Saturday, November 26, 2011

what's with all the self-pub hate?

So, I have to ask:

What's with all the hate against self-published authors?

I see it everywhere I go: Goodreads comments, Amazon reviews, etc. To judge by the discussions that go on in places like those, self-pubbers are roughly as popular as the United States Congress (currently sitting at 9% approval rating, by the way).

As a self-publishing author, I don't exactly take this personally -- after all, it couldn't possibly be aimed at me or in response to anything I did, since I only hopped on the self-publishing bandwagon relatively recently. Still, I can't help but be concerned by it.

After all, I didn't get into this on a whim, and I intend to take it as far as I can -- all the way to a print deal with a dead-tree publisher, if I can manage it. But my chances of that are significantly lessened if no one will read my books because I'm a self-publisher.

I understand people may have legitimate reasons for rejecting self-published authors. I'm sure many self-pubbers are lax on the editing or the proofreading. Also, not needing to be "accepted" by anyone for publication probably leads to some crap stories making it to print (though I can think of a few crap stories that made their way through the filters of traditional publishing houses, too).

At the same time, though, I'll never get anywhere if no one is willing to take a chance and go against the apparently-widespread prejudice against self-publishers.

So, here is the promise I make to all of you. My "seal of quality," as it were:

1.) Nothing I write will ever reach your Kindles (or Noooks, etc.) without passing through at least 3 sets of eyes besides mine. Don't take my word for it -- I always credit my editors and proofreaders in the acknowledgments section. I can't promise you there will never be a typo, but there will be damn few.

2.) I will never ask you to buy a story of mine without providing a "sample" of it for you to read free of charge. All of my currently-available stories have such samples on their respective pages on this blog. This way, you can judge for yourself whether the writing and editing are up to snuff. You'll have to trust me that the quality of the sample reflects the quality of the rest of the novel. If you don't think so when you finish reading -- write a bad review. I promise, I won't start a flame war. :)

3.) I will only ever publish stories that I truly, personally believe in. I said on Lindsay Buroker's blog that you have to love what you write, and I truly believe that.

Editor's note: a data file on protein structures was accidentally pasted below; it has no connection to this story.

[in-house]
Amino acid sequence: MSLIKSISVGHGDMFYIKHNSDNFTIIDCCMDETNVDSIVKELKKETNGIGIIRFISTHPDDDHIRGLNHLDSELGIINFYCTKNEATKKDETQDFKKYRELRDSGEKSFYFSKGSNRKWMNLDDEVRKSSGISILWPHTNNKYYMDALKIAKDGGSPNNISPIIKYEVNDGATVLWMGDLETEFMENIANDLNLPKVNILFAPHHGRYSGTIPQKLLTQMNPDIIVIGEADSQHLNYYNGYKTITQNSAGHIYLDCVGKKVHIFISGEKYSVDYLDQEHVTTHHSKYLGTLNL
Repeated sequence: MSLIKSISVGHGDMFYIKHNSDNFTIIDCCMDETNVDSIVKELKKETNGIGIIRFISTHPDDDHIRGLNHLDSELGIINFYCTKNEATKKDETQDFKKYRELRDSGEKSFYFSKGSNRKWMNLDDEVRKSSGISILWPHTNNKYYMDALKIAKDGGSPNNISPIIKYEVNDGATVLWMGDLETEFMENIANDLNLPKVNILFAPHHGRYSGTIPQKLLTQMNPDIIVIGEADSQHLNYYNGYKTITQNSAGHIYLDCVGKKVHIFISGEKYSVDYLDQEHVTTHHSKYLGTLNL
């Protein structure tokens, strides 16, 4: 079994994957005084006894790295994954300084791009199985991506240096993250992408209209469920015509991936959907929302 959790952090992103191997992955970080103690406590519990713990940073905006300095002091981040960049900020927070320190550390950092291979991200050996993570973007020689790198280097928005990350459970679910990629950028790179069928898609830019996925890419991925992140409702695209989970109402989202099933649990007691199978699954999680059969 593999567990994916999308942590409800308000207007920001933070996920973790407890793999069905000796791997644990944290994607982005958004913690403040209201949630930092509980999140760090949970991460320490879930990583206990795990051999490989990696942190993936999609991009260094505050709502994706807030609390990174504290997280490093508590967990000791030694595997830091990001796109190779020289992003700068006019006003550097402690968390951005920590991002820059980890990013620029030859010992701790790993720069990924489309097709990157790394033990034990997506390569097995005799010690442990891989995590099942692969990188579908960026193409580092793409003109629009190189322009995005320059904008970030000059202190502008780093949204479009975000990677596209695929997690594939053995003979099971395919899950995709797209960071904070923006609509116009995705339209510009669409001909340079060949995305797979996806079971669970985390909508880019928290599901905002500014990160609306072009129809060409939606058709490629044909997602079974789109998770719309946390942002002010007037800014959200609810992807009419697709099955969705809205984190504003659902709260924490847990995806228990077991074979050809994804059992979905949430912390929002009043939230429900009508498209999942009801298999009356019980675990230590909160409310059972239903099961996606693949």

I take my obligations to my readers very seriously. I ask you for the chance to prove that.


  1. I wouldn't pay that much attention to the rapid anti self-published book people on various boards. They need to get a life.

    Most of the readers in the US and probably the rest of the world don't care as long as it's a good, well-edited book. So don't disappoint them or they won't read the rest of your books.

    I've sold about 32,000 of my two self-published books (sweet historical Western romances) in seven months. My readers don't care that they're self-published. They're asking me for the next one in the series.

    However the three pair of eyes (as long as at least one of the pair is a professional author/editor) is a good baseline.

  2. Just from my point of view, the majority of "we hate self-pub" is the perceived (and most of the time, actual) lack of quality in the final product.

    I've run into this several times recently. The purchase site reviews are mixed, the blurb and sample are good, but the rest of the book, in a word, SUCKS!

    When purchasers run into this often enough the brush they use to tar self-pubbed stories and authors keeps getting wider, and wider, until eventually "some" becomes "all".

  3. "At the same time, though, I'll never get anywhere if no one is willing to take a chance and go against the apparently-widespread prejudice against self-publishers."

    Don't worry. There are lots of people who go out of their way to support indie authors too. And there are others who just want a good deal, so they're attracted to the under-$5 ebooks. (Some prefer the under-$1 ones, heh.)

    Also, the way Amazon is set up right now, it's not particularly obvious to most readers that such-and-such ebook is self-published. Amazon certainly doesn't care. If a book is selling, they will recommend it.

    I'm sure you will do great in the end, John. Don't get discouraged. It takes time and definitely helps to have more books out, though it already looks like you're doing better than a lot of indies. Stick with the marketing and writing!